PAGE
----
Gaining Costs, Losing Time: The Obesity Crisis in Texas


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The number of Texans who are overweight or obese continues to grow, accounting for a significant jump in the costs borne by Texas employers, according to the Texas State Comptroller of Public Affairs’s new report, “Gaining Costs, Losing Time: The Obesity Crisis in Texas.”

Today, 66.7% of adult Texans are overweight or obese, up from 64.1% in 2005.

In Texas, Hispanic and black adults had the highest obesity rates in 2009, at 36.4% and 35.7%, respectively. Child obesity is more common among blacks and Hispanics, too. And Hispanics, which are Texas’ fastest-growing population group, are expected to drive obesity rates higher in future years.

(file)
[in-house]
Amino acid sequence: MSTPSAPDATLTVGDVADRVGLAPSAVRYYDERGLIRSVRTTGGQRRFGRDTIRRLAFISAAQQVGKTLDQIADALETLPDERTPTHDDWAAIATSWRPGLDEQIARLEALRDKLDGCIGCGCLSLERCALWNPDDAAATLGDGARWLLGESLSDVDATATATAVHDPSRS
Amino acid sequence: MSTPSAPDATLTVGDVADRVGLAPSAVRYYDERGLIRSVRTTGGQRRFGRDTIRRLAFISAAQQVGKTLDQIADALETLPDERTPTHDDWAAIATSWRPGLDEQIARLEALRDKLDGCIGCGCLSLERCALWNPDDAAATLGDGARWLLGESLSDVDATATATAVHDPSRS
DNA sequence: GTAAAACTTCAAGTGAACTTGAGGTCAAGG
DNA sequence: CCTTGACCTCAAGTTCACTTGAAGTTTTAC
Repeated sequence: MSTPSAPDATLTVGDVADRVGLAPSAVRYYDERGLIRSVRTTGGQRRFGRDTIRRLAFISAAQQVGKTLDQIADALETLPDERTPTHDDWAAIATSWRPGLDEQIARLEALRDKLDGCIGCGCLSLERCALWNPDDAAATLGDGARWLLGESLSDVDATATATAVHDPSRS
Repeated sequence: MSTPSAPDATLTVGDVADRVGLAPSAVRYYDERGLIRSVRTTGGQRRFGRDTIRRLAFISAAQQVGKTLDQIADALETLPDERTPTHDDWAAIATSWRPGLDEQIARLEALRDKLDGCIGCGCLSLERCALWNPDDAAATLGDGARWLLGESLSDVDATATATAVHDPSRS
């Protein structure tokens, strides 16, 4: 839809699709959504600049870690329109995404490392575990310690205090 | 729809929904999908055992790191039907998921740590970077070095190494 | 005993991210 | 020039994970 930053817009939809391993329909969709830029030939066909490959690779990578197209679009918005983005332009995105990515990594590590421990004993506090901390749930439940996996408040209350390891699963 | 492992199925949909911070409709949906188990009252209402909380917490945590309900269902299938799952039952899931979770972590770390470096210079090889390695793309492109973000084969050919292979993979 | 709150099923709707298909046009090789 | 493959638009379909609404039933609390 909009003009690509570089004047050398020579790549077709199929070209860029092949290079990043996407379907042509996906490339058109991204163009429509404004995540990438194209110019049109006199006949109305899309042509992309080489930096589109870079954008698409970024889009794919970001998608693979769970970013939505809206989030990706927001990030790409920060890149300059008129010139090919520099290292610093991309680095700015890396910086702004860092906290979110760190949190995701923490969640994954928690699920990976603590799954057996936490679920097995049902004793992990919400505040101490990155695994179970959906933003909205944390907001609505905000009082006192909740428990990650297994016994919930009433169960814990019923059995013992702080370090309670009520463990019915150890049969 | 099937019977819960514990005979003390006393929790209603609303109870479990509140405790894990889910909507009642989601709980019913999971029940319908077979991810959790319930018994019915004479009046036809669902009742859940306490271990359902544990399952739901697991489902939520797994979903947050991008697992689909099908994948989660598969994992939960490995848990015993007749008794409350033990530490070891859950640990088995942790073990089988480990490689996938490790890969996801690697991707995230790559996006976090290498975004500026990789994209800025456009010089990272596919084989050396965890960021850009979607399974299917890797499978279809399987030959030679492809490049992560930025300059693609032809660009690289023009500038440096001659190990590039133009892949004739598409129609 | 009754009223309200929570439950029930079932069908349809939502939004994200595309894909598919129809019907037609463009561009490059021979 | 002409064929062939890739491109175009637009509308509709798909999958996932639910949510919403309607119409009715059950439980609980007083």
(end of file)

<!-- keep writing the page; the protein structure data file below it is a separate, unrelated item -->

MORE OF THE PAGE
The rising cost of treating obesity-related diseases and an aging population with higher rates of obesity also have increased the Comptroller’s estimate of obesity costs to Texas businesses. Updated estimates put obesity-related costs for Texas businesses at $9.5 billion in 2009. Left unchecked, obesity could cost employers $32.5 billion annually by 2030.

The report also offers more data and recommendations.

By The Numbers By The Numbers



of Latino kids have obesity (compared to 11.7% of white kids)

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